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The summary below was written by the Congressional Research Service, which is a nonpartisan division of the Library of Congress, and was published on Dec 16, 2015.
Liberty Through Strength Act II
This bill requires the National Security Agency (NSA) to have access to business records, telephone call records, and other tangible things collected under the Foreign Intelligence Surveillance Act of 1978 (FISA) prior to November 29, 2015, in the same manner and for the same purposes for which the NSA had access to such records prior to such date (thereby allowing the NSA to access such records in the same manner as prior to the effective date of amendments made by the USA FREEDOM Act of 2015).
The NSA must maintain such records for five years after they are acquired.
The NSA's authority to access such business records under this Act shall be in effect for five years after enactment of this Act.
The bill amends the USA PATRIOT Improvement and Reauthorization Act of 2005, the Intelligence Reform and Terrorism Prevention Act of 2004, and the FISA Amendments Act of 2008 to make permanent expiring FISA provisions concerning: (1) roving electronic surveillance orders, (2) a revised definition of "agent of a foreign power" that includes any non-U.S. persons who engage in international terrorism or preparatory activities (commonly referred to as the "lone wolf" provision), and (3) authority for the Department of Justice and the Director of National Intelligence to authorize the targeting of non-U.S. persons located outside the United States to acquire foreign intelligence information.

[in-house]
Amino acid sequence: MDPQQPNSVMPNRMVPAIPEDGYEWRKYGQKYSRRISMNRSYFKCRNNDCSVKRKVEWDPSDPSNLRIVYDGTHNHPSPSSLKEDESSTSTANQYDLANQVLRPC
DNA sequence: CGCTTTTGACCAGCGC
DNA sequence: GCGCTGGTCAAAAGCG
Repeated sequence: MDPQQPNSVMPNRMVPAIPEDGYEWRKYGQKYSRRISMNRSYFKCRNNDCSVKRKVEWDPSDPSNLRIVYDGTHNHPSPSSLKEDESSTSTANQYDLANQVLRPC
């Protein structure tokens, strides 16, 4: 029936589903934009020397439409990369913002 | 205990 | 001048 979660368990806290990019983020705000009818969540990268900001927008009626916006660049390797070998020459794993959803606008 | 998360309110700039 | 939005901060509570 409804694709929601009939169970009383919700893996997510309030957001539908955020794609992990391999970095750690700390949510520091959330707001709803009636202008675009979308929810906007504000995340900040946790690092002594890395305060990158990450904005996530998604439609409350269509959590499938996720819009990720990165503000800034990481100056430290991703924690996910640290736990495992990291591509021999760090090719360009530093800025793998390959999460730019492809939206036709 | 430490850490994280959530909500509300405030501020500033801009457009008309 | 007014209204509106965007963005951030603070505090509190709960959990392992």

The federal criminal code is amended to: (1) return procedures for the Federal Bureau of Investigation's (FBI's) access to toll and transactional records to how they operated prior to the USA FREEDOM Act in order to allow the FBI (without using a term that specifically identifies a person, entity, telephone, or account) to request the name, address, length of service, and local and long distance toll billing records of a person or entity if the FBI certifies to the wire or electronic communication service provider that such information is relevant to an authorized investigation to protect against international terrorism or clandestine intelligence activities; and (2) add electronic communications transactional records as information that the FBI may request under such certification procedures.